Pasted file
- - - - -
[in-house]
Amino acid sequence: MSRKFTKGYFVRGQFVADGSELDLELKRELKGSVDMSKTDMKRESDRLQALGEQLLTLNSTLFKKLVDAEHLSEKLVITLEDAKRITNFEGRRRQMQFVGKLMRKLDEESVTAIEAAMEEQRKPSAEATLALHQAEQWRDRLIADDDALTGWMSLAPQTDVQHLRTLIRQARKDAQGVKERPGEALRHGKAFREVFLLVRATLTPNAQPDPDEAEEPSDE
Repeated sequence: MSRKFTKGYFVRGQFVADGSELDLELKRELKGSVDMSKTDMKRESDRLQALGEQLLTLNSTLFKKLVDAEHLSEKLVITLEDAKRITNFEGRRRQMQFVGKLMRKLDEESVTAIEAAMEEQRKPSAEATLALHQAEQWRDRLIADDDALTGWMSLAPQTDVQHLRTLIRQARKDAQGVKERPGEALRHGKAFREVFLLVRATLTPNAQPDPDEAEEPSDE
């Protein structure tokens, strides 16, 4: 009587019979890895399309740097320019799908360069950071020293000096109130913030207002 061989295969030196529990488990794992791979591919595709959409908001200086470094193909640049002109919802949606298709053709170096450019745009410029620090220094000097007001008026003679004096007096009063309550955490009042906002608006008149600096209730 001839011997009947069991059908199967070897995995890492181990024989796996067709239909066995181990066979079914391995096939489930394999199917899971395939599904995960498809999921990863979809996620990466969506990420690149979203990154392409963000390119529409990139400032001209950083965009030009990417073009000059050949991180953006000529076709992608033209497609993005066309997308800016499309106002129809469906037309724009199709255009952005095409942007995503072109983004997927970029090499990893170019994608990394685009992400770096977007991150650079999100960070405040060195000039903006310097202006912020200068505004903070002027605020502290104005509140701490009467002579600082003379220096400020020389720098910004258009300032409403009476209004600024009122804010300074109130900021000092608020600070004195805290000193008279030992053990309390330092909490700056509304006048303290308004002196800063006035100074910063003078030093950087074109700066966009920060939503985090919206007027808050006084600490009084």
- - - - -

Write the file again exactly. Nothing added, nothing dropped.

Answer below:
[in-house]
Amino acid sequence: MSRKFTKGYFVRGQFVADGSELDLELKRELKGSVDMSKTDMKRESDRLQALGEQLLTLNSTLFKKLVDAEHLSEKLVITLEDAKRITNFEGRRRQMQFVGKLMRKLDEESVTAIEAAMEEQRKPSAEATLALHQAEQWRDRLIADDDALTGWMSLAPQTDVQHLRTLIRQARKDAQGVKERPGEALRHGKAFREVFLLVRATLTPNAQPDPDEAEEPSDE
Repeated sequence: MSRKFTKGYFVRGQFVADGSELDLELKRELKGSVDMSKTDMKRESDRLQALGEQLLTLNSTLFKKLVDAEHLSEKLVITLEDAKRITNFEGRRRQMQFVGKLMRKLDEESVTAIEAAMEEQRKPSAEATLALHQAEQWRDRLIADDDALTGWMSLAPQTDVQHLRTLIRQARKDAQGVKERPGEALRHGKAFREVFLLVRATLTPNAQPDPDEAEEPSDE
């Protein structure tokens, strides 16, 4: 009587019979890895399309740097320019799908360069950071020293000096109130913030207002 061989295969030196529990488990794992791979591919595709959409908001200086470094193909640049002109919802949606298709053709170096450019745009410029620090220094000097007001008026003679004096007096009063309550955490009042906002608006008149600096209730 001839011997009947069991059908199967070897995995890492181990024989796996067709239909066995181990066979079914391995096939489930394999199917899971395939599904995960498809999921990863979809996620990466969506990420690149979203990154392409963000390119529409990139400032001209950083965009030009990417073009000059050949991180953006000529076709992608033209497609993005066309997308800016499309106002129809469906037309724009199709255009952005095409942007995503072109983004997927970029090499990893170019994608990394685009992400770096977007991150650079999100960070405040060195000039903006310097202006912020200068505004903070002027605020502290104005509140701490009467002579600082003379220096400020020389720098910004258009300032409403009476209004600024009122804010300074109130900021000092608020600070004195805290000193008279030992053990309390330092909490700056509304006048303290308004002196800063006035100074910063003078030093950087074109700066966009920060939503985090919206007027808050006084600490009084």